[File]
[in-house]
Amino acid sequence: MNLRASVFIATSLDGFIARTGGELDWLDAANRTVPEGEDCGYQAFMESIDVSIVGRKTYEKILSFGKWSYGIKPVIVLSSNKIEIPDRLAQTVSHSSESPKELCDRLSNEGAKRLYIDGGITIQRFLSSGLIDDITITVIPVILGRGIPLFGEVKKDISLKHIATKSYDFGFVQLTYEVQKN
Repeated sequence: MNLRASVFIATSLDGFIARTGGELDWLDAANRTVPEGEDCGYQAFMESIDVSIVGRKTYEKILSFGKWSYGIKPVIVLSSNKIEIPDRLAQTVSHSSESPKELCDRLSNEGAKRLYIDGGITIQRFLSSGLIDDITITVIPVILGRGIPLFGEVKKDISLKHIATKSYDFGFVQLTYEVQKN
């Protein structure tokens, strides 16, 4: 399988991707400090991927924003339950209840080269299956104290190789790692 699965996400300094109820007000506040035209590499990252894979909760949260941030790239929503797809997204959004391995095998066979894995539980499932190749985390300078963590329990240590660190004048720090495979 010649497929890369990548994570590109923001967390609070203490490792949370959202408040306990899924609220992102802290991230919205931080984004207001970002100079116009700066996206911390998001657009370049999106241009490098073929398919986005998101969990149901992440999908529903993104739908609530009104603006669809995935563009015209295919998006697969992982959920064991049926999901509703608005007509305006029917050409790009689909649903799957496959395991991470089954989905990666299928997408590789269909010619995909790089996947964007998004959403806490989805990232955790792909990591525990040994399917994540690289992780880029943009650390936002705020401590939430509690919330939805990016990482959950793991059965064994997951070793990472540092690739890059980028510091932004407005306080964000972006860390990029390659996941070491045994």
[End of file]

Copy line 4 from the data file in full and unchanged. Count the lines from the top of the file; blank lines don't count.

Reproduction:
């Protein structure tokens, strides 16, 4: 399988991707400090991927924003339950209840080269299956104290190789790692 699965996400300094109820007000506040035209590499990252894979909760949260941030790239929503797809997204959004391995095998066979894995539980499932190749985390300078963590329990240590660190004048720090495979 010649497929890369990548994570590109923001967390609070203490490792949370959202408040306990899924609220992102802290991230919205931080984004207001970002100079116009700066996206911390998001657009370049999106241009490098073929398919986005998101969990149901992440999908529903993104739908609530009104603006669809995935563009015209295919998006697969992982959920064991049926999901509703608005007509305006029917050409790009689909649903799957496959395991991470089954989905990666299928997408590789269909010619995909790089996947964007998004959403806490989805990232955790792909990591525990040994399917994540690289992780880029943009650390936002705020401590939430509690919330939805990016990482959950793991059965064994997951070793990472540092690739890059980028510091932004407005306080964000972006860390990029390659996941070491045994």